For-profit chain Universal Health Services, which runs about 400 hospitals in the U.S. and U.K. and serves millions of patients each year, has shut down its IT networks following reports of a massive ransomware attack over the weekend.
The attack hit early Sunday morning, locking computers and phone systems at UHS facilities in several states, including COVID-19 hotspots California and Florida, according to multiple media reports. UHS said there was no disruption to patient care as employees turned to backup protocols, including paper documentation. However, TechCrunch reported that patients are being turned away and emergencies redirected to other facilities, and employees were told it would be several days before the IT systems were operational again.
It’s the latest in a string of healthcare ransomware attacks. Hospitals may be more motivated than other organizations to quickly pay hackers to get their IT systems up again, and ransomware can be used as a distraction while hackers try to steal patient data to sell on the dark web. In a short Tuesday morning statement, UHS said it had “no evidence” patient or employee data was accessed or misused, but did not respond to a request for more detailed information.
Ransomware is malicious software that spreads insidiously through a computer system, locks access and demands payment for a key to unencrypt the data. It’s a common hacker strategy, but rarely seen in medical facilities — especially at this scale. In fact, in March a number of prolific cybercrime groups pledged to not attack healthcare organizations during the COVID-19 pandemic.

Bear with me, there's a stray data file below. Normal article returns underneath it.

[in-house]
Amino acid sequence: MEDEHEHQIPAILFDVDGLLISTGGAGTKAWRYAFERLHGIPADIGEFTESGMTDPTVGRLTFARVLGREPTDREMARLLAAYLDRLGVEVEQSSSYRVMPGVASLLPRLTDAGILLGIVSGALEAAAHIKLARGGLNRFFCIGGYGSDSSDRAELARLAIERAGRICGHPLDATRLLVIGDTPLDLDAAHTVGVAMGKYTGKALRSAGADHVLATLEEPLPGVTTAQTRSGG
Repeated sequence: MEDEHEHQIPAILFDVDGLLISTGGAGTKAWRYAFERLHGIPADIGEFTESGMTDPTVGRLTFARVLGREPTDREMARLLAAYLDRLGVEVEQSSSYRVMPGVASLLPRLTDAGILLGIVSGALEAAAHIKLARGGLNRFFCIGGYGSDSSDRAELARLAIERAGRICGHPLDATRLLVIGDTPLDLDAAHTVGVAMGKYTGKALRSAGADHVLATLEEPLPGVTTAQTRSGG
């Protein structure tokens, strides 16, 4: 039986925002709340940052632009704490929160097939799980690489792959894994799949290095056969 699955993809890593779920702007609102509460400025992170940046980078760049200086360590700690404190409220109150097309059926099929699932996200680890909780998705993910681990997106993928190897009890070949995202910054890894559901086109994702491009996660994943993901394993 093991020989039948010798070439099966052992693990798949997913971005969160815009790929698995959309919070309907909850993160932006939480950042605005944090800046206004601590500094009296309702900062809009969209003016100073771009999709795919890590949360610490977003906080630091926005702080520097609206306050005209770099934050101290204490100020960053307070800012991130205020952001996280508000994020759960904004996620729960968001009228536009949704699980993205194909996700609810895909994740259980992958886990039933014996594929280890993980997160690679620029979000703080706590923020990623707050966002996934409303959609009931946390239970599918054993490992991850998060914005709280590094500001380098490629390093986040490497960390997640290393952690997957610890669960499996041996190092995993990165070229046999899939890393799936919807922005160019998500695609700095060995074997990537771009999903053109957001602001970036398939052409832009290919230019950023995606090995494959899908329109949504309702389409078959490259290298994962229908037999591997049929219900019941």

The extent of the attack on Pennsylvania-based UHS is still unclear. But the consequences could be serious, cybersecurity experts say, as it could keep UHS hospitals from accessing or searching patient records or vital information like labs or radiology reports while their IT systems are down. That drastically slows down operations and could have real implications on patient care.
“The ransomware operators likely saw UHS as the opportunity to make a quick buck given the urgency to keep operations going, and the monetary loss associated with that downtime could outweigh the ransom demand,” Justin Heard, director of security, intelligence and analytics at Nuspire, told Healthcare Dive over email.
Cybersecurity attacks normally have devastating financial effects on their victims, but when targeted at providers can also affect people’s lives. Earlier this month, a women died following a ransomware attack in Germany that forced her to be moved to a different hospital 20 miles away.
A Reddit thread started Monday on the incident flagged IT issues at UHS facilities in Florida, California, Arizona, Texas and North Carolina. Many commenters, not confirmed, claimed they were UHS employees and reported dire situations at their facilities because of the attack.
“It was an epic cluster working ‘old school’ last night with everything on paper downtime forms. It is true about sending patients away (called EMS diversion) but our lab is functional along with landlines,” one user who said they worked at a facility in southeastern U.S. wrote. “We have no access to anything computer based including old labs, ekg’s, or radiology studies. We have no access to our PACS radiology system.”
TechCrunch, other news organizations and the Reddit thread included reports from anonymous employees describing characteristics resembling attacks of the Ryuk strain, which is run by Russia-backed hacking group Wizard Spider.
Ransom demand from Wizard Spider varies significantly, with observed ransoms ranging from 1.7 bitcoins (about $18,000 at current market value) to 99 bitcoins (about $1.1 million), according to security firm CrowdStrike.